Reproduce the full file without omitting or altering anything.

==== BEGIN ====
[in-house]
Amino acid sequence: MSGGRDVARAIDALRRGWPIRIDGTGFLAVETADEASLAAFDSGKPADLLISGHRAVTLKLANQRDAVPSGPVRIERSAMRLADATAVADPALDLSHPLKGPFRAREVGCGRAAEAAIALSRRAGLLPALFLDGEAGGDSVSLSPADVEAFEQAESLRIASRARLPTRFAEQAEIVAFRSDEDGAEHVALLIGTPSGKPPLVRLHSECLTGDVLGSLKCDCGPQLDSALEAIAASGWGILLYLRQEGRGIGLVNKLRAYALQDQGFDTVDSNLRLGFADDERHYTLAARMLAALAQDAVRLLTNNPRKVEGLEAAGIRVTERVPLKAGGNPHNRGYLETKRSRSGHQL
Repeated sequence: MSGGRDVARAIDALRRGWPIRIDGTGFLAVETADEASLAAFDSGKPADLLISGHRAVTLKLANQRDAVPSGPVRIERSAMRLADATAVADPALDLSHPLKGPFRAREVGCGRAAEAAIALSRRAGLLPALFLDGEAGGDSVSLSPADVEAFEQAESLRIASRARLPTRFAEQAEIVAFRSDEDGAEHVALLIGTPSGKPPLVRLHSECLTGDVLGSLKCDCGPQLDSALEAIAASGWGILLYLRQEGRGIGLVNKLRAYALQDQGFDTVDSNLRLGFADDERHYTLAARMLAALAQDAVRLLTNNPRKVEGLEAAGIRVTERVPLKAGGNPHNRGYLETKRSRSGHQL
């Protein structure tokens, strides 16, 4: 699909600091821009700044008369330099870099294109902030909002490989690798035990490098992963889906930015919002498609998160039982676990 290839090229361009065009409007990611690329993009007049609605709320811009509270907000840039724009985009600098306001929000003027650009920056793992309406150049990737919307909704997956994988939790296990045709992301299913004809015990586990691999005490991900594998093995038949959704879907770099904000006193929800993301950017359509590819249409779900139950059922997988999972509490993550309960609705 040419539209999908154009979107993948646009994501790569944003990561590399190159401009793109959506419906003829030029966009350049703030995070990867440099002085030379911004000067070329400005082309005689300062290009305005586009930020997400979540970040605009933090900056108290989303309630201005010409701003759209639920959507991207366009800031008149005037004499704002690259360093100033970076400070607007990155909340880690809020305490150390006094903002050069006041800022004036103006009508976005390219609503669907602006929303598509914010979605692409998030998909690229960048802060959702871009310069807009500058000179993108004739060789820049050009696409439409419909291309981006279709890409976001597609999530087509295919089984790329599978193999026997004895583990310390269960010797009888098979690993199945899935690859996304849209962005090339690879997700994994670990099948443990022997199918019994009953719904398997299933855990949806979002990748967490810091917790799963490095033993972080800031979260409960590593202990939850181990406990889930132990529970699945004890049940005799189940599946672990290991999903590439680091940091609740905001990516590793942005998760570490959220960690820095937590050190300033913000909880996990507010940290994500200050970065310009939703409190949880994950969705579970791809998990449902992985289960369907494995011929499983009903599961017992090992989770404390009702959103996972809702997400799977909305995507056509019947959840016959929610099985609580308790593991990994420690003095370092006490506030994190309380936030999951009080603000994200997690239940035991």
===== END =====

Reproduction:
[in-house]
Amino acid sequence: MSGGRDVARAIDALRRGWPIRIDGTGFLAVETADEASLAAFDSGKPADLLISGHRAVTLKLANQRDAVPSGPVRIERSAMRLADATAVADPALDLSHPLKGPFRAREVGCGRAAEAAIALSRRAGLLPALFLDGEAGGDSVSLSPADVEAFEQAESLRIASRARLPTRFAEQAEIVAFRSDEDGAEHVALLIGTPSGKPPLVRLHSECLTGDVLGSLKCDCGPQLDSALEAIAASGWGILLYLRQEGRGIGLVNKLRAYALQDQGFDTVDSNLRLGFADDERHYTLAARMLAALAQDAVRLLTNNPRKVEGLEAAGIRVTERVPLKAGGNPHNRGYLETKRSRSGHQL
Repeated sequence: MSGGRDVARAIDALRRGWPIRIDGTGFLAVETADEASLAAFDSGKPADLLISGHRAVTLKLANQRDAVPSGPVRIERSAMRLADATAVADPALDLSHPLKGPFRAREVGCGRAAEAAIALSRRAGLLPALFLDGEAGGDSVSLSPADVEAFEQAESLRIASRARLPTRFAEQAEIVAFRSDEDGAEHVALLIGTPSGKPPLVRLHSECLTGDVLGSLKCDCGPQLDSALEAIAASGWGILLYLRQEGRGIGLVNKLRAYALQDQGFDTVDSNLRLGFADDERHYTLAARMLAALAQDAVRLLTNNPRKVEGLEAAGIRVTERVPLKAGGNPHNRGYLETKRSRSGHQL
């Protein structure tokens, strides 16, 4: 699909600091821009700044008369330099870099294109902030909002490989690798035990490098992963889906930015919002498609998160039982676990 290839090229361009065009409007990611690329993009007049609605709320811009509270907000840039724009985009600098306001929000003027650009920056793992309406150049990737919307909704997956994988939790296990045709992301299913004809015990586990691999005490991900594998093995038949959704879907770099904000006193929800993301950017359509590819249409779900139950059922997988999972509490993550309960609705 040419539209999908154009979107993948646009994501790569944003990561590399190159401009793109959506419906003829030029966009350049703030995070990867440099002085030379911004000067070329400005082309005689300062290009305005586009930020997400979540970040605009933090900056108290989303309630201005010409701003759209639920959507991207366009800031008149005037004499704002690259360093100033970076400070607007990155909340880690809020305490150390006094903002050069006041800022004036103006009508976005390219609503669907602006929303598509914010979605692409998030998909690229960048802060959702871009310069807009500058000179993108004739060789820049050009696409439409419909291309981006279709890409976001597609999530087509295919089984790329599978193999026997004895583990310390269960010797009888098979690993199945899935690859996304849209962005090339690879997700994994670990099948443990022997199918019994009953719904398997299933855990949806979002990748967490810091917790799963490095033993972080800031979260409960590593202990939850181990406990889930132990529970699945004890049940005799189940599946672990290991999903590439680091940091609740905001990516590793942005998760570490959220960690820095937590050190300033913000909880996990507010940290994500200050970065310009939703409190949880994950969705579970791809998990449902992985289960369907494995011929499983009903599961017992090992989770404390009702959103996972809702997400799977909305995507056509019947959840016959929610099985609580308790593991990994420690003095370092006490506030994190309380936030999951009080603000994200997690239940035991």